When he abandoned Hyperion in May 1819 Keats cast off a model of history that seemed tentatively able to negotiate between stadial and sympathetic modes of representation. The question remains why he decided two months later to revise the fragment as The Fall Of Hyperion, which he had also ‘given up’ by September 1819 (LJK, II, 167). Some commentators have argued that the answer lies in his growing awareness of history's resistance to any authoritative frame of reference, even the ‘humanised alternative’ to progressive history. The poem's dream framework is indeed suggestive of the difficulties he faced in completing a progress poem in the standard or traditional sense and perfectly ‘captures the dizzying and unreal sensation of experiencing radical historical change’, but its primary shift of emphasis is not from humanism to indeterminacy.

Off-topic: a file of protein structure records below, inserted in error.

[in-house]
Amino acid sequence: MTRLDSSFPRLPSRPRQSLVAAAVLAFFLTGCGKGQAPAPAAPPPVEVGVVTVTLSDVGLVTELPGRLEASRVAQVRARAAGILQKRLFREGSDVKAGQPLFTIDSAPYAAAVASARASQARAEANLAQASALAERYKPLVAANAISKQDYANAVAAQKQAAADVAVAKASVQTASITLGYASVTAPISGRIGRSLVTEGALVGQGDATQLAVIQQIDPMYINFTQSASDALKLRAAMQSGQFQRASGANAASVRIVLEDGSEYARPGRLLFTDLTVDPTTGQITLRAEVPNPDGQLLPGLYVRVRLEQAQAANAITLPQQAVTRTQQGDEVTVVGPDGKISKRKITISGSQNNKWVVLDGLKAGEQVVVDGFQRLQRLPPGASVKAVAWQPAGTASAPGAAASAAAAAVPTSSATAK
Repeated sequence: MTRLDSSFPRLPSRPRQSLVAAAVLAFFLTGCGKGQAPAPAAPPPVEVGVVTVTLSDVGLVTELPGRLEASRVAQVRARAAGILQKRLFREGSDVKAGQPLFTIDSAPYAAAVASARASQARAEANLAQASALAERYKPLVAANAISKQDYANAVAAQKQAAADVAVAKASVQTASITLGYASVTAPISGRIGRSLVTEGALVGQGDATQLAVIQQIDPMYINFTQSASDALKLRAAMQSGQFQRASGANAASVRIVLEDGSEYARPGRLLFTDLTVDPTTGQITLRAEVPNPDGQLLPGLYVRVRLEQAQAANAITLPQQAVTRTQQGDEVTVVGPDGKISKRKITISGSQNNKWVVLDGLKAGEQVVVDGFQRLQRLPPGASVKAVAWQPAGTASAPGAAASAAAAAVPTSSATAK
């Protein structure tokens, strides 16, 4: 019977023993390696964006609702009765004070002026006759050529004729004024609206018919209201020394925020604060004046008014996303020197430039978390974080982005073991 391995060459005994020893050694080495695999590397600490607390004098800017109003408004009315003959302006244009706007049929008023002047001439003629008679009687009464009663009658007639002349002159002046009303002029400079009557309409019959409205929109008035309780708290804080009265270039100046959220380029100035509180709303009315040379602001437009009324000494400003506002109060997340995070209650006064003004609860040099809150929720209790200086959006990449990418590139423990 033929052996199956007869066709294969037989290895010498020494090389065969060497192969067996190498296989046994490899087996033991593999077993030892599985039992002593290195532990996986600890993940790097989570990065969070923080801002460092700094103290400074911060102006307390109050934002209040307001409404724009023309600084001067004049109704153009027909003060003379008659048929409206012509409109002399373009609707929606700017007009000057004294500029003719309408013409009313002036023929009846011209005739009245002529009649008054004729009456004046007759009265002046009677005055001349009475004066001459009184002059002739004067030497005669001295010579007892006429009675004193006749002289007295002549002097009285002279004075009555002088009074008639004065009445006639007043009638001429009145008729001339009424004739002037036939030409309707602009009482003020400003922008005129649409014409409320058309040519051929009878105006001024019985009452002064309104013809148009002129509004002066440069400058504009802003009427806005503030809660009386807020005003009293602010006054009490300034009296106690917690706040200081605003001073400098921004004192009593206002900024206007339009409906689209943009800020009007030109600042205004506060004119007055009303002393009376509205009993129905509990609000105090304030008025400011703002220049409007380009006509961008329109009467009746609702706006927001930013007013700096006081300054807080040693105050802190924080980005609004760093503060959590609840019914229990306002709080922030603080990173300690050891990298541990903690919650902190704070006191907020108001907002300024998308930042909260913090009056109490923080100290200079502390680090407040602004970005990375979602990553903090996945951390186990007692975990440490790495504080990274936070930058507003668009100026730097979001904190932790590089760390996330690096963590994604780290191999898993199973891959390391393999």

Like Hyperion, The Fall is structured around the trope of development, and while its focus is on the poet's (rather than Apollo's) maturation through suffering, it nonetheless draws on Enlightenment natural histories of philosophy and religion, and hence on debates about the development of human understanding and the nature of conscience, in order to present the progression from uncivilised and selfish ‘dreamer’ to cultivated and humane ‘poet’. In the induction to the poem, Keats characterises the dreamer or ‘false’ poet in terms of the primitive developmental stage of the savage and fanatic, arguing, like Enlightenment historians and philosophers from Voltaire to Hume, that superstition and fanaticism correspond to pre-modern levels of understanding.